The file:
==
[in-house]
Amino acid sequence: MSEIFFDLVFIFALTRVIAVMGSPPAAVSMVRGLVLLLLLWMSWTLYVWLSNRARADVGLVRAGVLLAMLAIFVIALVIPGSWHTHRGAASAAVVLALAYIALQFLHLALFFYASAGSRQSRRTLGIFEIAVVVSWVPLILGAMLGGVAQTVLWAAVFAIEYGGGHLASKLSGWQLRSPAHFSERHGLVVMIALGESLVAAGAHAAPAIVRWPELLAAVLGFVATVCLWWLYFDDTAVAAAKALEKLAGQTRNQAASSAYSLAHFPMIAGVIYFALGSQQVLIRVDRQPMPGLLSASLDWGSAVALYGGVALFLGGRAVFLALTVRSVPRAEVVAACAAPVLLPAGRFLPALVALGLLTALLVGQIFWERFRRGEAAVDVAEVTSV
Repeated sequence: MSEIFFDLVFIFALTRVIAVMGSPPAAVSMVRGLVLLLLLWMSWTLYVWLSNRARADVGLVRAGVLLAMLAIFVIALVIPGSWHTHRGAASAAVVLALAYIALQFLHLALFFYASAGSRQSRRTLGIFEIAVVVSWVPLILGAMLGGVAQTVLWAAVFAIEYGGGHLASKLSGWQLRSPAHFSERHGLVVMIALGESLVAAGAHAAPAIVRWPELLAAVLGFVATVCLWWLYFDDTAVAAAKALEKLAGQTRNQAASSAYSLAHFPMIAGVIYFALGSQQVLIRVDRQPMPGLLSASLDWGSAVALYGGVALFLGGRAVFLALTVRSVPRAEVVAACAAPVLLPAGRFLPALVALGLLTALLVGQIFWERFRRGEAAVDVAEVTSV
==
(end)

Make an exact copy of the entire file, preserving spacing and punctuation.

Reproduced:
[in-house]
Amino acid sequence: MSEIFFDLVFIFALTRVIAVMGSPPAAVSMVRGLVLLLLLWMSWTLYVWLSNRARADVGLVRAGVLLAMLAIFVIALVIPGSWHTHRGAASAAVVLALAYIALQFLHLALFFYASAGSRQSRRTLGIFEIAVVVSWVPLILGAMLGGVAQTVLWAAVFAIEYGGGHLASKLSGWQLRSPAHFSERHGLVVMIALGESLVAAGAHAAPAIVRWPELLAAVLGFVATVCLWWLYFDDTAVAAAKALEKLAGQTRNQAASSAYSLAHFPMIAGVIYFALGSQQVLIRVDRQPMPGLLSASLDWGSAVALYGGVALFLGGRAVFLALTVRSVPRAEVVAACAAPVLLPAGRFLPALVALGLLTALLVGQIFWERFRRGEAAVDVAEVTSV
Repeated sequence: MSEIFFDLVFIFALTRVIAVMGSPPAAVSMVRGLVLLLLLWMSWTLYVWLSNRARADVGLVRAGVLLAMLAIFVIALVIPGSWHTHRGAASAAVVLALAYIALQFLHLALFFYASAGSRQSRRTLGIFEIAVVVSWVPLILGAMLGGVAQTVLWAAVFAIEYGGGHLASKLSGWQLRSPAHFSERHGLVVMIALGESLVAAGAHAAPAIVRWPELLAAVLGFVATVCLWWLYFDDTAVAAAKALEKLAGQTRNQAASSAYSLAHFPMIAGVIYFALGSQQVLIRVDRQPMPGLLSASLDWGSAVALYGGVALFLGGRAVFLALTVRSVPRAEVVAACAAPVLLPAGRFLPALVALGLLTALLVGQIFWERFRRGEAAVDVAEVTSV